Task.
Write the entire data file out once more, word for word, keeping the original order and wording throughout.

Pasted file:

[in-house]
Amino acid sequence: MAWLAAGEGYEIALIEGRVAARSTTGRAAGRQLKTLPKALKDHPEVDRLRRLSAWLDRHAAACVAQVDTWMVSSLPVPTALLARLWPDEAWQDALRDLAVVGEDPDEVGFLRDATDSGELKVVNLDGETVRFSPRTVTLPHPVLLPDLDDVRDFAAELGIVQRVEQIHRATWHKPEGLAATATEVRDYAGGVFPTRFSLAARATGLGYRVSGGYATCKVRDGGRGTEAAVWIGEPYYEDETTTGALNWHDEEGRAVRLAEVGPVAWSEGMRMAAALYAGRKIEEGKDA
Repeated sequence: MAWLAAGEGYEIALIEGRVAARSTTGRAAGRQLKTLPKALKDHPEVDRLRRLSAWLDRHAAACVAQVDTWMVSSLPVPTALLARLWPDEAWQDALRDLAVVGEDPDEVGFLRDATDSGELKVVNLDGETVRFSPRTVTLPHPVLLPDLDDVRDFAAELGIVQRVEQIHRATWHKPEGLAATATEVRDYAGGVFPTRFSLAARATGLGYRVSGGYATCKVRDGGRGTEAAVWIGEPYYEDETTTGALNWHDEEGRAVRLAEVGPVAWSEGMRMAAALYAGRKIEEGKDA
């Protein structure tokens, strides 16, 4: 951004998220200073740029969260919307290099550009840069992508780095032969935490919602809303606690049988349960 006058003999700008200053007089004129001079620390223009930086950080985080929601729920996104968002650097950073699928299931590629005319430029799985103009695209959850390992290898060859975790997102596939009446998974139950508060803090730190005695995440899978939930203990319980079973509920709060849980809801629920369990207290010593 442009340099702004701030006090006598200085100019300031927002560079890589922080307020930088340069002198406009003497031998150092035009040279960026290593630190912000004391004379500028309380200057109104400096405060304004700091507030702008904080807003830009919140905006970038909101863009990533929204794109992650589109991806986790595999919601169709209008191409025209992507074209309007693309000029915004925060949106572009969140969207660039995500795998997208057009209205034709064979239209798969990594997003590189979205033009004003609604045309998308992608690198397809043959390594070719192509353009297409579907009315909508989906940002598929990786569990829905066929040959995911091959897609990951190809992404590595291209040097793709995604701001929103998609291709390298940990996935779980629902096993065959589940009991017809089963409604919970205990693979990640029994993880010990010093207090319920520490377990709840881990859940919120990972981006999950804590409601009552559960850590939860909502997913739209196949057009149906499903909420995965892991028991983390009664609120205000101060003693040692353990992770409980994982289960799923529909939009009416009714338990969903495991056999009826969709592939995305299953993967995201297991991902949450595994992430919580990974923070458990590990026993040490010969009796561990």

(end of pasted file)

[in-house]
Amino acid sequence: MAWLAAGEGYEIALIEGRVAARSTTGRAAGRQLKTLPKALKDHPEVDRLRRLSAWLDRHAAACVAQVDTWMVSSLPVPTALLARLWPDEAWQDALRDLAVVGEDPDEVGFLRDATDSGELKVVNLDGETVRFSPRTVTLPHPVLLPDLDDVRDFAAELGIVQRVEQIHRATWHKPEGLAATATEVRDYAGGVFPTRFSLAARATGLGYRVSGGYATCKVRDGGRGTEAAVWIGEPYYEDETTTGALNWHDEEGRAVRLAEVGPVAWSEGMRMAAALYAGRKIEEGKDA
Repeated sequence: MAWLAAGEGYEIALIEGRVAARSTTGRAAGRQLKTLPKALKDHPEVDRLRRLSAWLDRHAAACVAQVDTWMVSSLPVPTALLARLWPDEAWQDALRDLAVVGEDPDEVGFLRDATDSGELKVVNLDGETVRFSPRTVTLPHPVLLPDLDDVRDFAAELGIVQRVEQIHRATWHKPEGLAATATEVRDYAGGVFPTRFSLAARATGLGYRVSGGYATCKVRDGGRGTEAAVWIGEPYYEDETTTGALNWHDEEGRAVRLAEVGPVAWSEGMRMAAALYAGRKIEEGKDA
């Protein structure tokens, strides 16, 4: 951004998220200073740029969260919307290099550009840069992508780095032969935490919602809303606690049988349960 006058003999700008200053007089004129001079620390223009930086950080985080929601729920996104968002650097950073699928299931590629005319430029799985103009695209959850390992290898060859975790997102596939009446998974139950508060803090730190005695995440899978939930203990319980079973509920709060849980809801629920369990207290010593 442009340099702004701030006090006598200085100019300031927002560079890589922080307020930088340069002198406009003497031998150092035009040279960026290593630190912000004391004379500028309380200057109104400096405060304004700091507030702008904080807003830009919140905006970038909101863009990533929204794109992650589109991806986790595999919601169709209008191409025209992507074209309007693309000029915004925060949106572009969140969207660039995500795998997208057009209205034709064979239209798969990594997003590189979205033009004003609604045309998308992608690198397809043959390594070719192509353009297409579907009315909508989906940002598929990786569990829905066929040959995911091959897609990951190809992404590595291209040097793709995604701001929103998609291709390298940990996935779980629902096993065959589940009991017809089963409604919970205990693979990640029994993880010990010093207090319920520490377990709840881990859940919120990972981006999950804590409601009552559960850590939860909502997913739209196949057009149906499903909420995965892991028991983390009664609120205000101060003693040692353990992770409980994982289960799923529909939009009416009714338990969903495991056999009826969709592939995305299953993967995201297991991902949450595994992430919580990974923070458990590990026993040490010969009796561990």